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Alexandrite of the Urals


In the case of the name of the chrome variety of chrysoberyl—alexandrite—everything happened a bit differently. The mineral was named in 1834 in honor of Tsarevich Alexander, who at the time was only 16 years old, and he had not distinguished himself in any special way. But as subsequent events showed, after ascending the throne on 19 February 1855 and before the tragic events of his death on 1 March 1881, Emperor Alexander II left a very noticeable trace on the history of Russia. He received the nickname “Tsar Liberator” after having abolished serfdom in 1861. In the era of his reign, the economy developed rapidly; more than 20,000 kilometers of railroads were built in a short time and Russia turned into a leading industrial power. So, it was not in vain that his name was immortalized in the appellation of the most amazing Russian gem.

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Emeralds of the Urals

The official date of the first discovery of emeralds in the Urals in Russia is considered to be 23 January 1831, but this date was preceded by some events that happened a little earlier.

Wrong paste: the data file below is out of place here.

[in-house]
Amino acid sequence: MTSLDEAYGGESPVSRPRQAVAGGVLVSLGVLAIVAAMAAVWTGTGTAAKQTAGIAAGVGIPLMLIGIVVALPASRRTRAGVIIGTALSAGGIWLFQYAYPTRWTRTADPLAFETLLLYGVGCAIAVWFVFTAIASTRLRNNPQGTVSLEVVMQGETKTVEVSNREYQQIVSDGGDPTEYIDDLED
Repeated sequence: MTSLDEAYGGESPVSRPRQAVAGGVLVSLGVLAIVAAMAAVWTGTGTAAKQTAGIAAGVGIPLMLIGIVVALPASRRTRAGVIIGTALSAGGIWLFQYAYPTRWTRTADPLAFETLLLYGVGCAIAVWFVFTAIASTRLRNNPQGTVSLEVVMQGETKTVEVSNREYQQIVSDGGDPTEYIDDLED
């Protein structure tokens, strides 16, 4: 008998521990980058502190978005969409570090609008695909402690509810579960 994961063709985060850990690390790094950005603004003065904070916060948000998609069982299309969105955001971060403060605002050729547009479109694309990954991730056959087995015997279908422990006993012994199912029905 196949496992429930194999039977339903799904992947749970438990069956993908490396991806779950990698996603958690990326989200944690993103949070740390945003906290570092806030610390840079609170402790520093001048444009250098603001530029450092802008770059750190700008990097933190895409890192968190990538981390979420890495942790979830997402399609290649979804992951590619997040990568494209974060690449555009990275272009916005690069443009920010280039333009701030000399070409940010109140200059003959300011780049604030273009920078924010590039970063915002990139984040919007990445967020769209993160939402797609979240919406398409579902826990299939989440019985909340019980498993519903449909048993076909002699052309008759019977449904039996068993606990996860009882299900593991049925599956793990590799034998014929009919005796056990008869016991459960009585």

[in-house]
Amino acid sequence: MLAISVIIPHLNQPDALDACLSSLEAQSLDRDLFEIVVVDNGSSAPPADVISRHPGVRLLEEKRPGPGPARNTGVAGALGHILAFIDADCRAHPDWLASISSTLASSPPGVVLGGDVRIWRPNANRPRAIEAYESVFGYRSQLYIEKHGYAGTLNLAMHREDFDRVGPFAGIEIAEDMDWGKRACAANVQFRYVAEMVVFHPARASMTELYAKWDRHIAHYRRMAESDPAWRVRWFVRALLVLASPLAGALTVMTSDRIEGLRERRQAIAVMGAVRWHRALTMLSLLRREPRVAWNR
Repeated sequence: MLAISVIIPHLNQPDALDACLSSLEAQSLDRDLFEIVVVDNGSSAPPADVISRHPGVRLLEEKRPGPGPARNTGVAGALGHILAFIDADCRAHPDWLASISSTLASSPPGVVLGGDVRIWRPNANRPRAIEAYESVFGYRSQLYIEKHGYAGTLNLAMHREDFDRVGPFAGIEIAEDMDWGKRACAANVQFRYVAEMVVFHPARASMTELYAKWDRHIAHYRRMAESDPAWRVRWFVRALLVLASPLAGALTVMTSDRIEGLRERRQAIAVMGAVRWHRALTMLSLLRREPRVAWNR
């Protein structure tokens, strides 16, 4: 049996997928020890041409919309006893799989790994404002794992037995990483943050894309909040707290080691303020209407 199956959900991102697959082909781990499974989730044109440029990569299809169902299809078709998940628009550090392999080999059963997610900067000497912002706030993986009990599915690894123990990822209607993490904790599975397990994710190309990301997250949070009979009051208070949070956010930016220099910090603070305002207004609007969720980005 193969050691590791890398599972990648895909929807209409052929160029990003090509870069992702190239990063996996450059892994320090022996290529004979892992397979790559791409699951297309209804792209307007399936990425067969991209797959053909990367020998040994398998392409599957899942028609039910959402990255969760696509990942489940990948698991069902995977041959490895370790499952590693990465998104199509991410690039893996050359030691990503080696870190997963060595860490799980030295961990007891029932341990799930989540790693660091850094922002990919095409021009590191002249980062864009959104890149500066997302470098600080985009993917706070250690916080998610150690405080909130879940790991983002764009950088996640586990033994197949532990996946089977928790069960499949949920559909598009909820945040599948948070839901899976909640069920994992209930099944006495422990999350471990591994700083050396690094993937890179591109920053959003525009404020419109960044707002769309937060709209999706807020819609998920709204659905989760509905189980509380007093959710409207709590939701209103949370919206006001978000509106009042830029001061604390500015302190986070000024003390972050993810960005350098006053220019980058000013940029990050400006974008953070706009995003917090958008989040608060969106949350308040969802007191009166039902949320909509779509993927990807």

This article it’s an overview of the discovery and history of emeralds in Russia and the current mining situation (by TSJ founder Alexey Burlakov and Evgeniy Burlakov, curator of Ural State Geological Museum).

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Russian Demantoid

Article about Russian Demantoid by Tsarina Jewels founders in InColor magazine by International Colored Gemstone Association. Find out more about this enchanting gem from Russia in this article below: http://gemstone.org/incolor/Incolor36/40/

As early as 1819-21, attention was being paid to a green gem discovered in a gold-platinum placer of the Bobrovka River near the village of Elizavetinskoe, located 40 km southwest of the city of Nizhny Tagil in the Ural Mountains of Russia. Incorrectly identified as peridot, it was later determined to be a new mineral. Because of its high refractive index and dispersive powers, it was given the name “demantoid,” meaning “diamond-like.”

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